A series of severe thunderstorms made its way through Tallahassee late Saturday night into Sunday afternoon leaving a path of destruction in its wake. Damaged trees, heavy rains and downed power lines left at least 30,000 residents without electricity.
Across the region, several weather alerts were issued, warning residents of the looming storm system. “The Storm Prediction Center has placed much of Florida at high risk of severe storms through this evening,” said State Meteorologist Amy Godsey in a press release from the Florida Division of Emergency Management.
Tallahassee and its surrounding counties were under tornado watch on Sunday and sustained high speed winds of 55 mph.
“Residents, visitors and businesses should monitor this weather system and be prepared to act if warnings are issued. Receiving one alert of an oncoming tornado or severe weather outbreak can save lives,” urged Emergency Management.
The City of Tallahassee worked to remove debri and restore power to its customers throughout the week. As of Friday, the City had no reported outages and blocked roads were cleared. Citizens were routinely updated through social media, emails and text alerts about ongoing storm recovery efforts.
All Leon County Schools and government offices have resumed regular business hours and operations.
While there were no reported weather related fatalities in Tallahassee, the storms turned deadly in southern Georgia as a tornado outbreak killed 16 people and injured at least 40. The EF3 tornado reached winds of 150 mph and traveled over 70 miles, according to the National Weather Service.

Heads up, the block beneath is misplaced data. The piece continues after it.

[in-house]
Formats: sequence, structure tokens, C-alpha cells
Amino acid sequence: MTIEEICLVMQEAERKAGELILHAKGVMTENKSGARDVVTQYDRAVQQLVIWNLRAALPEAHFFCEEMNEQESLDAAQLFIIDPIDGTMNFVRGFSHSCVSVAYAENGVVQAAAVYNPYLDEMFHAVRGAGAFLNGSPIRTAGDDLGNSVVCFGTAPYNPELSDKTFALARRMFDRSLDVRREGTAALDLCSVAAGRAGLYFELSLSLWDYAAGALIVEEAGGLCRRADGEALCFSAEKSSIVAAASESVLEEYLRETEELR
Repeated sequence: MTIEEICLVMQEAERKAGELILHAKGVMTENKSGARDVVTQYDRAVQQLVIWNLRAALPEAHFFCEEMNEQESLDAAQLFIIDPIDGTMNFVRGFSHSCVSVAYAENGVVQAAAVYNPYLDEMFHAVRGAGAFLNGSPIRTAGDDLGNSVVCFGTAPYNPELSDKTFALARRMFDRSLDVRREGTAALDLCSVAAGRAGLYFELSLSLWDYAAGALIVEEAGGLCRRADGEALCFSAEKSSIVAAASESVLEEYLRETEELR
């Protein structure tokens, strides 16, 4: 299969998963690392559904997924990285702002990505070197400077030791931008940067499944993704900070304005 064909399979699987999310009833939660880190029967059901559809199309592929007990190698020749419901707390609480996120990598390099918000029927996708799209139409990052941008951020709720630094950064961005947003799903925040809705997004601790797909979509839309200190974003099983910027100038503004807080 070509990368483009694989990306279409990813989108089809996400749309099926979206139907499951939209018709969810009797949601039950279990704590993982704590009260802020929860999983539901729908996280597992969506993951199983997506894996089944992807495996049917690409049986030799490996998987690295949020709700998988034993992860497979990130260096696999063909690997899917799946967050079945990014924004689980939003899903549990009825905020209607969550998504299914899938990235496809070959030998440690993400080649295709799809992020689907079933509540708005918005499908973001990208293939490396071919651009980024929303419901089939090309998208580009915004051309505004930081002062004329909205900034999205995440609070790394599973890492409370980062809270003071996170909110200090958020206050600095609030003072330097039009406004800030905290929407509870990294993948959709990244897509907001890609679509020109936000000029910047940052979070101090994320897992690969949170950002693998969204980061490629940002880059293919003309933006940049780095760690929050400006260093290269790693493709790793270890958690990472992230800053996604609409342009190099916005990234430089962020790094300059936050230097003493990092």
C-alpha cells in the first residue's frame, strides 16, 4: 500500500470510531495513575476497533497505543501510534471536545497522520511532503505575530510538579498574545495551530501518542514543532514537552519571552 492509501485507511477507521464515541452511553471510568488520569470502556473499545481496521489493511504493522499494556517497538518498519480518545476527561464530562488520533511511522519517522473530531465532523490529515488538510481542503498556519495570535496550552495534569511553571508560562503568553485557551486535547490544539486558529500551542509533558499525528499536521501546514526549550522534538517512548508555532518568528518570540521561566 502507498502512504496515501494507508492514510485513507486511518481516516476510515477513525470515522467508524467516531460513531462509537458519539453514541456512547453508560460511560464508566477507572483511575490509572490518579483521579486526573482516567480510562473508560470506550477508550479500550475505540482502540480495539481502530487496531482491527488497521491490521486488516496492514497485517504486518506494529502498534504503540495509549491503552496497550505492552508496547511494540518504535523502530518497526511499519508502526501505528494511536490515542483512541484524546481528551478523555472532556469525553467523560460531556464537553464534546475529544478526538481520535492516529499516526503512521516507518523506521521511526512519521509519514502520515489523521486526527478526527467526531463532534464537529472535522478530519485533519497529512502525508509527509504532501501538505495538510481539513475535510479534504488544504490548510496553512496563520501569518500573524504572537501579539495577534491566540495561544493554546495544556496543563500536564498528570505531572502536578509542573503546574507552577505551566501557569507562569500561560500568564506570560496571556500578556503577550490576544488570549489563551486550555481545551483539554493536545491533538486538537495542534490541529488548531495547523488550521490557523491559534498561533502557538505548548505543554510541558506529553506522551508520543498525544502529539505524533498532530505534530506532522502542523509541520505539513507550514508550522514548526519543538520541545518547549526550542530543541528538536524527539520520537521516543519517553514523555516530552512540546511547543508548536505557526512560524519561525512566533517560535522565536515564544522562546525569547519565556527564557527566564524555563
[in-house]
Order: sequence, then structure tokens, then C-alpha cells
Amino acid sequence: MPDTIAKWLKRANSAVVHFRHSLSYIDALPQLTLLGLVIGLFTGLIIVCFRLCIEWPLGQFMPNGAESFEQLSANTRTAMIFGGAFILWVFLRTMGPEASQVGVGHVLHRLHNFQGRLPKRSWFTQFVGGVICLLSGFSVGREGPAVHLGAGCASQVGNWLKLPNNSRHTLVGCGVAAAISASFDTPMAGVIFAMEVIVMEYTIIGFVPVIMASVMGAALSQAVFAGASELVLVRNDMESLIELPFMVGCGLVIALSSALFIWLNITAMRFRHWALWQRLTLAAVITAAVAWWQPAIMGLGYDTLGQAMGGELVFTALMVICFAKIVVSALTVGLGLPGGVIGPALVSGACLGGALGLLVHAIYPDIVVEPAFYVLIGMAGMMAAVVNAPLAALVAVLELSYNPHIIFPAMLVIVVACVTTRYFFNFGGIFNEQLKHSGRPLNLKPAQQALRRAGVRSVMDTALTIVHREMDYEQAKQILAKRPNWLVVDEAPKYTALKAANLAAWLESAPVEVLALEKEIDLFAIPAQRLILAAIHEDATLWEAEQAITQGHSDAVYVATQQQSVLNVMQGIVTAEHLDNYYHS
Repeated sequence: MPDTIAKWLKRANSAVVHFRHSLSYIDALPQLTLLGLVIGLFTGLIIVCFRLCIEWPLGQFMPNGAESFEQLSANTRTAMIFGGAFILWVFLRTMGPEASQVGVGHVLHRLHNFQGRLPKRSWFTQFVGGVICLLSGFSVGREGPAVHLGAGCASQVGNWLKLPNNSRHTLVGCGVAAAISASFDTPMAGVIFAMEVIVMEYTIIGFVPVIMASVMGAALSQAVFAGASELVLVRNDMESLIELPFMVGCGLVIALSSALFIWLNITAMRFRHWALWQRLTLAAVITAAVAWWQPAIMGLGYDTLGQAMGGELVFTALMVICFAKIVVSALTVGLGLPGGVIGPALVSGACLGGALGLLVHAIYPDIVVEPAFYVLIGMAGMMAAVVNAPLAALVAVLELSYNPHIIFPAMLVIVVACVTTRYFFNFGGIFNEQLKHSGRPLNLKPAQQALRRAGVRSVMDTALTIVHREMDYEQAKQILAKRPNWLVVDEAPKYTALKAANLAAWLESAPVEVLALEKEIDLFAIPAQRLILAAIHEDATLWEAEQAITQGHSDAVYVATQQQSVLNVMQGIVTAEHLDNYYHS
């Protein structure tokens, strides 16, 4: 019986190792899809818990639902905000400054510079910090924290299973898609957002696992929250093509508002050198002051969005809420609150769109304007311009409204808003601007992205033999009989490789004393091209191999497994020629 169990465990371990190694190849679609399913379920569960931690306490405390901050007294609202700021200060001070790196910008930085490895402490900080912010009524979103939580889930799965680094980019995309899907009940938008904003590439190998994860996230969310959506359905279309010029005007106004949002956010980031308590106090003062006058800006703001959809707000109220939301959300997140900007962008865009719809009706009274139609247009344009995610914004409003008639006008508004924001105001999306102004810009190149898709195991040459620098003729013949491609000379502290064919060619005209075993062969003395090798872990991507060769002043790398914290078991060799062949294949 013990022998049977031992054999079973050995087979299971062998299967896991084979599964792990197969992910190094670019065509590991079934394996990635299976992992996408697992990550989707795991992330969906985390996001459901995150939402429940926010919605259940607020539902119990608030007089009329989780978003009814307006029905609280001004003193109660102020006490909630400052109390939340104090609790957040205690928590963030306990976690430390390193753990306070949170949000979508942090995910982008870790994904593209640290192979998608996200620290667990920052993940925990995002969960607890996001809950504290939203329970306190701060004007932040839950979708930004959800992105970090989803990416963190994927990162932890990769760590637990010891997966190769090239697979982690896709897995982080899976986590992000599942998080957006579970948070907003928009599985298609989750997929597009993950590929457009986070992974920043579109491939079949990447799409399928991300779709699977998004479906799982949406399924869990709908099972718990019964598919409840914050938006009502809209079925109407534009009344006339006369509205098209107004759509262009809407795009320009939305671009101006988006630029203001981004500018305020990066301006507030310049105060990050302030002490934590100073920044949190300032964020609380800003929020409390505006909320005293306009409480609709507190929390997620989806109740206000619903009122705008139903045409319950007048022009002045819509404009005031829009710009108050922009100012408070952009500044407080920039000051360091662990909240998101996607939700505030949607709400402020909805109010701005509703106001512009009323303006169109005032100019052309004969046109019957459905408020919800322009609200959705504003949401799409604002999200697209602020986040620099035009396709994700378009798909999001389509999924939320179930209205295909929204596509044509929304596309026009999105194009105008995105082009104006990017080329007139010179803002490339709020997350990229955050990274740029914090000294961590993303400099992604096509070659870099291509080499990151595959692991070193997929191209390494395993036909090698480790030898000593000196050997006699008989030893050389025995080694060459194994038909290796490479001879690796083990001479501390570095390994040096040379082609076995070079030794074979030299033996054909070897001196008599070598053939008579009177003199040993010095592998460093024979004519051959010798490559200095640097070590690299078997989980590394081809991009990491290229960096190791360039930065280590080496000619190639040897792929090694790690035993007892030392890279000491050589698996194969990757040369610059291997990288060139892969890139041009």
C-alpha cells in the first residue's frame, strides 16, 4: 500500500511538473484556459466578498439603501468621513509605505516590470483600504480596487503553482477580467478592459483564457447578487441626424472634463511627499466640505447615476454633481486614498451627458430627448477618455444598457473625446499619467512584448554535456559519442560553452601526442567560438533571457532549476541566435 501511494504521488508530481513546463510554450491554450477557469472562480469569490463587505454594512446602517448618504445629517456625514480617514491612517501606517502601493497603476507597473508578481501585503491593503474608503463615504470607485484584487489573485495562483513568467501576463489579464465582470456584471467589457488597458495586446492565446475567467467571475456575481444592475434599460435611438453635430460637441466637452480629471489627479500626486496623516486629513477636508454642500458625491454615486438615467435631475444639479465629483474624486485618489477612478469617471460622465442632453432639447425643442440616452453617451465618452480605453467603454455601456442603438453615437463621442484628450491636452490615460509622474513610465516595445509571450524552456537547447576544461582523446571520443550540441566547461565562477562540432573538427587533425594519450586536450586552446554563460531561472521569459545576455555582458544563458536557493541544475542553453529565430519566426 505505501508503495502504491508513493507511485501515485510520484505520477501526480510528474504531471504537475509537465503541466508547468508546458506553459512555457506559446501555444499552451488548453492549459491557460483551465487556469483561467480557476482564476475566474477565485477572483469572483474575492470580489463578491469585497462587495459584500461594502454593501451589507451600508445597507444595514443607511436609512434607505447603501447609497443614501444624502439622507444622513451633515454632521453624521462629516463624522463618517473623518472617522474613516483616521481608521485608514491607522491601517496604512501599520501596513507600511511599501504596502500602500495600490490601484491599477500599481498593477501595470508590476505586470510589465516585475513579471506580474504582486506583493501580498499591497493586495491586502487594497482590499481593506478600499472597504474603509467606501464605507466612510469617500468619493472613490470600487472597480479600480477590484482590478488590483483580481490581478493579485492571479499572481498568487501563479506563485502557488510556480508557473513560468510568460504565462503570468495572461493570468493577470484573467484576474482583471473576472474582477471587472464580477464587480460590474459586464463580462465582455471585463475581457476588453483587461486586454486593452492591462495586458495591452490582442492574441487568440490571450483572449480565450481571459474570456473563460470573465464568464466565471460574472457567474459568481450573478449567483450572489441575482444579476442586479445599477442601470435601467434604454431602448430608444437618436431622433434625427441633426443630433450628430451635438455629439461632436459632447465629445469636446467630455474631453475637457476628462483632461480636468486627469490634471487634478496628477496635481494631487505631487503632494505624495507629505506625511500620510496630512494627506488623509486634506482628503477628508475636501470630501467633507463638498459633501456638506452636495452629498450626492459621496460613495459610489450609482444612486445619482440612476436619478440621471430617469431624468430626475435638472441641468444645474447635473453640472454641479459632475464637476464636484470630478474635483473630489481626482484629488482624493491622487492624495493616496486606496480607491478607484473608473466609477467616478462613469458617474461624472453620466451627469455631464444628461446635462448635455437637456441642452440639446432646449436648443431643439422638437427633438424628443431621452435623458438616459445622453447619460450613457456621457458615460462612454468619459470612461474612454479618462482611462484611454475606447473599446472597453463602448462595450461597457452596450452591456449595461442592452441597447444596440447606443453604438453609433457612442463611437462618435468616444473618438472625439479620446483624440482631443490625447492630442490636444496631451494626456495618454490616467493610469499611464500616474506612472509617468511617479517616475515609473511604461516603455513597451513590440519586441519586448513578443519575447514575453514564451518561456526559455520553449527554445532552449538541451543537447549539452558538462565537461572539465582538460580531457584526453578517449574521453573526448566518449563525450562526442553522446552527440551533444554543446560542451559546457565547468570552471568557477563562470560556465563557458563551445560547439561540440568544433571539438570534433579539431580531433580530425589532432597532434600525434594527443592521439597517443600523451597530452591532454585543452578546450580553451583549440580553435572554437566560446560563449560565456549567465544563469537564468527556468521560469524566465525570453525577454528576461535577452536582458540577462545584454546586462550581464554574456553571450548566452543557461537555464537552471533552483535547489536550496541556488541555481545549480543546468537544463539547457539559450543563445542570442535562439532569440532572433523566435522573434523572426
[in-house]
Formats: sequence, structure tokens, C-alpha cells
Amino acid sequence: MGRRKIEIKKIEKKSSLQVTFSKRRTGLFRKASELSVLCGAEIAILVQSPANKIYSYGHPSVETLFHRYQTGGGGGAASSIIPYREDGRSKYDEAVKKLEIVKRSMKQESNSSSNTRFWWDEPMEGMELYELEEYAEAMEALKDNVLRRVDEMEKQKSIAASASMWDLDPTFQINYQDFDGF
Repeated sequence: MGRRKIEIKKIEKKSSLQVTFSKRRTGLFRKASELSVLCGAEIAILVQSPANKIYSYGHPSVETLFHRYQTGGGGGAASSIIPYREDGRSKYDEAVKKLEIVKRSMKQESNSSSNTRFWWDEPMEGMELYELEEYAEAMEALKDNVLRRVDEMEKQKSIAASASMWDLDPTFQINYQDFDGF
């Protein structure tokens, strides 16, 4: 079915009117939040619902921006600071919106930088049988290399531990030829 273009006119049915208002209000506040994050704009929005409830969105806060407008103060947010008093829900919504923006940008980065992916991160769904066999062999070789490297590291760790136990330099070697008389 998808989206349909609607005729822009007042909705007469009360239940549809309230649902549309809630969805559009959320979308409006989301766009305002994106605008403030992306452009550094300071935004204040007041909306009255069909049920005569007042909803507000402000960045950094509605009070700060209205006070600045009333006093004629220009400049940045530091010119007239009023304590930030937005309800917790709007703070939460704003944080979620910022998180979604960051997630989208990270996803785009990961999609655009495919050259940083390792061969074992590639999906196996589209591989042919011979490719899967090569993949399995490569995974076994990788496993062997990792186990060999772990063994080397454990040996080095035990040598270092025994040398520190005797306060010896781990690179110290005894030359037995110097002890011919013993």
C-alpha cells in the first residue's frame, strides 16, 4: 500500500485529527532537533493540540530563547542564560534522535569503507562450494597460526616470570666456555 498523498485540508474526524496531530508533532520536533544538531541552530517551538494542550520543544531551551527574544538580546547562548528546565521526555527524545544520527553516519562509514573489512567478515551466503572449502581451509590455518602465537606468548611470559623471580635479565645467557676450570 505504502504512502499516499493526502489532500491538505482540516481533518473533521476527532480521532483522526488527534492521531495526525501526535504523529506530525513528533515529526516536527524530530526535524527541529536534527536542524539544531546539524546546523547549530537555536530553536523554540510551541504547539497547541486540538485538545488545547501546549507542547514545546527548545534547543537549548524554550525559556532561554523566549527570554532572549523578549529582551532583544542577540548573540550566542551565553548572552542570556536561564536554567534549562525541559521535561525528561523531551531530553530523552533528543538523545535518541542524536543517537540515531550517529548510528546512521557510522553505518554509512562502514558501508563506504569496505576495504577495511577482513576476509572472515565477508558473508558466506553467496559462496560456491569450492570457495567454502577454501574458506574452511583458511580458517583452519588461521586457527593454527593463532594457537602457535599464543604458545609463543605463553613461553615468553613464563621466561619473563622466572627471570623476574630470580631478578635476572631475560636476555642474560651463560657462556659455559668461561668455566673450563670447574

“I actually feared for my life,”Joshua Stafford, a junior exercise physiology student at Valdosta State University, said who was driving home during the storm.
“Tree branches were hitting my car and the wind was blowing sideways pushing my car. But luckily I made it home safe,” Stafford said.
Stafford continued with an account of his mother’s experience in Albany, GA, one of the hardest hit areas. His mother was attending a religious convention when she had to evacuate into safer area at the Civic Center.
“She told me that while she was [in a small hallway] it felt like a movie scene. Lights were flickering and she knew the tornado was going over her.”
The severe weather was a part of string of thunderstorms and tornadoes that spanned from Texas to Florida. 21 total deaths have been confirmed with more than 70 tornadoes throughout the South.